A report by the Ministerial Council for Education, Early Childhood Development and Youth Affairs includes a breakdown of student results by Indigenous status, language background other than English, and for students living in metropolitan, country and remote areas. As well, the report highlights the comparative performance of girls and boys, and provides a breakdown of student results by parental occupation and parental education.
The 2010 NAPLAN test results show that:
There are more girls than boys working at, or above, the minimum standard in literacy at every year level, and in numeracy at Year 3. In Years 5 and 7, the numeracy results for girls and boys are similar. Year 9 numeracy is the only instance where there are more boys at or above the minimum standard.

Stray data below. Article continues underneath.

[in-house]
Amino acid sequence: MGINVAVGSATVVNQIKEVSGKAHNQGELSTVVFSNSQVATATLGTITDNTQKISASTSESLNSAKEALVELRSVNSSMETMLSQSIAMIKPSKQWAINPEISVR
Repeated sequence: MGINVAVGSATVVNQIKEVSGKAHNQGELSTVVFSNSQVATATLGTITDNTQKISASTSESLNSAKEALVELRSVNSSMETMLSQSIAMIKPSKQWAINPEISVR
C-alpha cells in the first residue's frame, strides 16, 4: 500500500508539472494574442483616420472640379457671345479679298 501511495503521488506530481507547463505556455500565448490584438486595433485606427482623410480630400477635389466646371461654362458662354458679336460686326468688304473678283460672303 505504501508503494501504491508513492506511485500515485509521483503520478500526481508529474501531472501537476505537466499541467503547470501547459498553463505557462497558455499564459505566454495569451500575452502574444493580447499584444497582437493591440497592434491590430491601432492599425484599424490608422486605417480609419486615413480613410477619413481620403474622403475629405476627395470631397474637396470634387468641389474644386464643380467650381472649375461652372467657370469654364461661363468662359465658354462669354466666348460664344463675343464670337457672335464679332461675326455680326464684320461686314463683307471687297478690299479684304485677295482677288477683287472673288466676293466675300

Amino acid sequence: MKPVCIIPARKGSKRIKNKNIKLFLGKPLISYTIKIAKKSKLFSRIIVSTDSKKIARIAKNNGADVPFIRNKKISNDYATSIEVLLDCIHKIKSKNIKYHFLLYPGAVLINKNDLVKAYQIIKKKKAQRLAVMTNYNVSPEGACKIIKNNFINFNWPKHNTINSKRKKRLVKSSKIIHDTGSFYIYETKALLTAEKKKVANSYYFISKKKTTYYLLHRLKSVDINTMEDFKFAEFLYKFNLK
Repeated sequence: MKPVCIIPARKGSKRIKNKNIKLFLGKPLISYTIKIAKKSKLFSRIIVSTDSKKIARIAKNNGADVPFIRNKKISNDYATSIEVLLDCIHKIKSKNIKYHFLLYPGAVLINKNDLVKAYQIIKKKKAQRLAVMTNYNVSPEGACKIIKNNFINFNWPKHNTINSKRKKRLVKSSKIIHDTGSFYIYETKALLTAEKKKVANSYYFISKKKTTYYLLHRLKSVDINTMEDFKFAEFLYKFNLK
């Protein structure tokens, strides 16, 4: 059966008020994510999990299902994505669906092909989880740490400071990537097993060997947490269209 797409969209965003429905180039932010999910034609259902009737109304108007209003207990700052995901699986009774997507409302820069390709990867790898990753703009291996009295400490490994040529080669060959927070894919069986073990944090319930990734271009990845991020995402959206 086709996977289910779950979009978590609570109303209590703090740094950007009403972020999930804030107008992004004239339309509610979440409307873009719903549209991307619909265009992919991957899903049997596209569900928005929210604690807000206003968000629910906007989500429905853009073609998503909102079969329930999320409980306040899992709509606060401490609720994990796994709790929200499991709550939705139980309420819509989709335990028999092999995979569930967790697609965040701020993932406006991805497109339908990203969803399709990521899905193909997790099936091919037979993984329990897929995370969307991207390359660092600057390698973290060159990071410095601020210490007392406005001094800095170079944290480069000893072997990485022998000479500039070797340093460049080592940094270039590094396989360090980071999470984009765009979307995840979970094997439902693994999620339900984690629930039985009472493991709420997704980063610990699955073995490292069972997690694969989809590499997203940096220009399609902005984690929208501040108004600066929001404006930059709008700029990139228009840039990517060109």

Students from language backgrounds other than English (LBOTE) perform better than non-LBOTE students in Writing, Spelling, Grammar and Punctuation and Numeracy, but non-LBOTE students score higher than LBOTE students in Reading.
Where the students live, and their parent's education-levels and occupations, affects their results. Fewer students from remote areas are working at or above the minimum standard, while those whose parents are university educated or whose parents are from the occupational category “senior management and qualified professionals” are more likely to be at or above the standard.
Indigenous students have shown improvements since 2008 in Year 3 Reading and Year 7 Reading and Spelling, but no improvements in other year levels, and there is still a significant gap between the performance of Indigenous students and non-Indigenous students.
The full NAPLAN report, as well as more information about the test, are available on the NAPLAN website at www.naplan.edu.au.